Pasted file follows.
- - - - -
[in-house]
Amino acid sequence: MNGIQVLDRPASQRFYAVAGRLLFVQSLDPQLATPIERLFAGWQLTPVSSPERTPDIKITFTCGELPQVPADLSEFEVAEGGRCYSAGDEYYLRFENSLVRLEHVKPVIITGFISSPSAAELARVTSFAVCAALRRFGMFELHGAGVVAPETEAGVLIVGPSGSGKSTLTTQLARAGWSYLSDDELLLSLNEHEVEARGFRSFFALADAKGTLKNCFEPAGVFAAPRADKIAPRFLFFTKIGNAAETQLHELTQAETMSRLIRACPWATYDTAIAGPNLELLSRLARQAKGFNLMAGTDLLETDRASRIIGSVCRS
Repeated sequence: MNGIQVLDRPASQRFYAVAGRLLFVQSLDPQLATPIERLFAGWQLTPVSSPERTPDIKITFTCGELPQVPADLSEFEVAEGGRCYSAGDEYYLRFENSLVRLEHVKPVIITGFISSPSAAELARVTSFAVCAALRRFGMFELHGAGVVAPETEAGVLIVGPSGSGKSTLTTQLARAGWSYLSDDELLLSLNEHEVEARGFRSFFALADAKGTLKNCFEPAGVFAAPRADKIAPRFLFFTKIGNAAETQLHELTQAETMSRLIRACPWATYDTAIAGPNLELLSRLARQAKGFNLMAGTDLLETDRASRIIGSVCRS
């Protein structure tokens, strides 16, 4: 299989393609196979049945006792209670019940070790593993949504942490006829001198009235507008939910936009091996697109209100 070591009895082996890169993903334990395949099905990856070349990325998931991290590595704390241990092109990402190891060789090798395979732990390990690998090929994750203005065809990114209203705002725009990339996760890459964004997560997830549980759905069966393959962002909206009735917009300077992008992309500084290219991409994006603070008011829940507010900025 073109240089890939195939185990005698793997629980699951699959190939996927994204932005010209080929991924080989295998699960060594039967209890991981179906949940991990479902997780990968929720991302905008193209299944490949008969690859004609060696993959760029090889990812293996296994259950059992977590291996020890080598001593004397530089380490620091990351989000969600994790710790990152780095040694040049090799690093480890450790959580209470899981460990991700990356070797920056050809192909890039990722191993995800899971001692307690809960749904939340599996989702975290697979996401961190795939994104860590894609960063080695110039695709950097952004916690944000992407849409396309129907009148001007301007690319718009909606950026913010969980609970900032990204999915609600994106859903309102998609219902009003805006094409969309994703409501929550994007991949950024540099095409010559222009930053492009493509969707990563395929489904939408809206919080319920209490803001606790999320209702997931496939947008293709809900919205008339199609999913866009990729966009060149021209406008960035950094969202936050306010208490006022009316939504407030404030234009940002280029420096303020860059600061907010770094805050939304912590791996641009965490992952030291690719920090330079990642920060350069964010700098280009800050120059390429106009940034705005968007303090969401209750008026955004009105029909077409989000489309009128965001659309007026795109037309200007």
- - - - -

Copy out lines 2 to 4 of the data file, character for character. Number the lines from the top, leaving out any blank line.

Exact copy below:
Amino acid sequence: MNGIQVLDRPASQRFYAVAGRLLFVQSLDPQLATPIERLFAGWQLTPVSSPERTPDIKITFTCGELPQVPADLSEFEVAEGGRCYSAGDEYYLRFENSLVRLEHVKPVIITGFISSPSAAELARVTSFAVCAALRRFGMFELHGAGVVAPETEAGVLIVGPSGSGKSTLTTQLARAGWSYLSDDELLLSLNEHEVEARGFRSFFALADAKGTLKNCFEPAGVFAAPRADKIAPRFLFFTKIGNAAETQLHELTQAETMSRLIRACPWATYDTAIAGPNLELLSRLARQAKGFNLMAGTDLLETDRASRIIGSVCRS
Repeated sequence: MNGIQVLDRPASQRFYAVAGRLLFVQSLDPQLATPIERLFAGWQLTPVSSPERTPDIKITFTCGELPQVPADLSEFEVAEGGRCYSAGDEYYLRFENSLVRLEHVKPVIITGFISSPSAAELARVTSFAVCAALRRFGMFELHGAGVVAPETEAGVLIVGPSGSGKSTLTTQLARAGWSYLSDDELLLSLNEHEVEARGFRSFFALADAKGTLKNCFEPAGVFAAPRADKIAPRFLFFTKIGNAAETQLHELTQAETMSRLIRACPWATYDTAIAGPNLELLSRLARQAKGFNLMAGTDLLETDRASRIIGSVCRS
């Protein structure tokens, strides 16, 4: 299989393609196979049945006792209670019940070790593993949504942490006829001198009235507008939910936009091996697109209100 070591009895082996890169993903334990395949099905990856070349990325998931991290590595704390241990092109990402190891060789090798395979732990390990690998090929994750203005065809990114209203705002725009990339996760890459964004997560997830549980759905069966393959962002909206009735917009300077992008992309500084290219991409994006603070008011829940507010900025 073109240089890939195939185990005698793997629980699951699959190939996927994204932005010209080929991924080989295998699960060594039967209890991981179906949940991990479902997780990968929720991302905008193209299944490949008969690859004609060696993959760029090889990812293996296994259950059992977590291996020890080598001593004397530089380490620091990351989000969600994790710790990152780095040694040049090799690093480890450790959580209470899981460990991700990356070797920056050809192909890039990722191993995800899971001692307690809960749904939340599996989702975290697979996401961190795939994104860590894609960063080695110039695709950097952004916690944000992407849409396309129907009148001007301007690319718009909606950026913010969980609970900032990204999915609600994106859903309102998609219902009003805006094409969309994703409501929550994007991949950024540099095409010559222009930053492009493509969707990563395929489904939408809206919080319920209490803001606790999320209702997931496939947008293709809900919205008339199609999913866009990729966009060149021209406008960035950094969202936050306010208490006022009316939504407030404030234009940002280029420096303020860059600061907010770094805050939304912590791996641009965490992952030291690719920090330079990642920060350069964010700098280009800050120059390429106009940034705005968007303090969401209750008026955004009105029909077409989000489309009128965001659309007026795109037309200007």